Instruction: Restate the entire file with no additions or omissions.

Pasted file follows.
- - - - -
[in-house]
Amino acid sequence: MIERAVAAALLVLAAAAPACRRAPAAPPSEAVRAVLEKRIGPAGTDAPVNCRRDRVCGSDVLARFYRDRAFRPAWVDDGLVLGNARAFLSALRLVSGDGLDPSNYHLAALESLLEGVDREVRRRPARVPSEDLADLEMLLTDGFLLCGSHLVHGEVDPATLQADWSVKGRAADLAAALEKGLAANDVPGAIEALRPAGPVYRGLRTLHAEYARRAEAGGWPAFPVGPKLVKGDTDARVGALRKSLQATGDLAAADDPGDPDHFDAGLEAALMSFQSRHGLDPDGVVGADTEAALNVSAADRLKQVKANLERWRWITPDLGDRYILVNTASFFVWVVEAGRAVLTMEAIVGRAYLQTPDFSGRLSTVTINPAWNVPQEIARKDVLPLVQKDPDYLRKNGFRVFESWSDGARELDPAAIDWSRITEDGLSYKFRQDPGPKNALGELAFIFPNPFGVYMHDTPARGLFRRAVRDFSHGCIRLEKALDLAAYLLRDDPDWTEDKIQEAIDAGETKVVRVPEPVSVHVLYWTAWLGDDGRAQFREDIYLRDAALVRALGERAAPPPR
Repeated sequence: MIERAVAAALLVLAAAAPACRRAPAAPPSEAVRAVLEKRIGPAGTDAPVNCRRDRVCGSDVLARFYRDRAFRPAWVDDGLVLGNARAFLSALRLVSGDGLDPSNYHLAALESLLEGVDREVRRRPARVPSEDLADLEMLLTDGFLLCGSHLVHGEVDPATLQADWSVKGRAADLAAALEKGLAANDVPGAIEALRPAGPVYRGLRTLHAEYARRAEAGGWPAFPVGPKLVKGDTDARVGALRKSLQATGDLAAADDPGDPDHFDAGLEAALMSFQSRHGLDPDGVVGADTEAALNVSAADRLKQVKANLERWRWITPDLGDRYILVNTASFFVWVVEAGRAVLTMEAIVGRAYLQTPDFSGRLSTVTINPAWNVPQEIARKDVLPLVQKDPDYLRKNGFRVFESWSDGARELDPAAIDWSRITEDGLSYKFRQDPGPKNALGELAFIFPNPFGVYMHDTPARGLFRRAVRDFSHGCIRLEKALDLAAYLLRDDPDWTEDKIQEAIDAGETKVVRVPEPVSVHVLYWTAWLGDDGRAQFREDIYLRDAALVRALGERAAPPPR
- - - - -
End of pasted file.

[in-house]
Amino acid sequence: MIERAVAAALLVLAAAAPACRRAPAAPPSEAVRAVLEKRIGPAGTDAPVNCRRDRVCGSDVLARFYRDRAFRPAWVDDGLVLGNARAFLSALRLVSGDGLDPSNYHLAALESLLEGVDREVRRRPARVPSEDLADLEMLLTDGFLLCGSHLVHGEVDPATLQADWSVKGRAADLAAALEKGLAANDVPGAIEALRPAGPVYRGLRTLHAEYARRAEAGGWPAFPVGPKLVKGDTDARVGALRKSLQATGDLAAADDPGDPDHFDAGLEAALMSFQSRHGLDPDGVVGADTEAALNVSAADRLKQVKANLERWRWITPDLGDRYILVNTASFFVWVVEAGRAVLTMEAIVGRAYLQTPDFSGRLSTVTINPAWNVPQEIARKDVLPLVQKDPDYLRKNGFRVFESWSDGARELDPAAIDWSRITEDGLSYKFRQDPGPKNALGELAFIFPNPFGVYMHDTPARGLFRRAVRDFSHGCIRLEKALDLAAYLLRDDPDWTEDKIQEAIDAGETKVVRVPEPVSVHVLYWTAWLGDDGRAQFREDIYLRDAALVRALGERAAPPPR
Repeated sequence: MIERAVAAALLVLAAAAPACRRAPAAPPSEAVRAVLEKRIGPAGTDAPVNCRRDRVCGSDVLARFYRDRAFRPAWVDDGLVLGNARAFLSALRLVSGDGLDPSNYHLAALESLLEGVDREVRRRPARVPSEDLADLEMLLTDGFLLCGSHLVHGEVDPATLQADWSVKGRAADLAAALEKGLAANDVPGAIEALRPAGPVYRGLRTLHAEYARRAEAGGWPAFPVGPKLVKGDTDARVGALRKSLQATGDLAAADDPGDPDHFDAGLEAALMSFQSRHGLDPDGVVGADTEAALNVSAADRLKQVKANLERWRWITPDLGDRYILVNTASFFVWVVEAGRAVLTMEAIVGRAYLQTPDFSGRLSTVTINPAWNVPQEIARKDVLPLVQKDPDYLRKNGFRVFESWSDGARELDPAAIDWSRITEDGLSYKFRQDPGPKNALGELAFIFPNPFGVYMHDTPARGLFRRAVRDFSHGCIRLEKALDLAAYLLRDDPDWTEDKIQEAIDAGETKVVRVPEPVSVHVLYWTAWLGDDGRAQFREDIYLRDAALVRALGERAAPPPR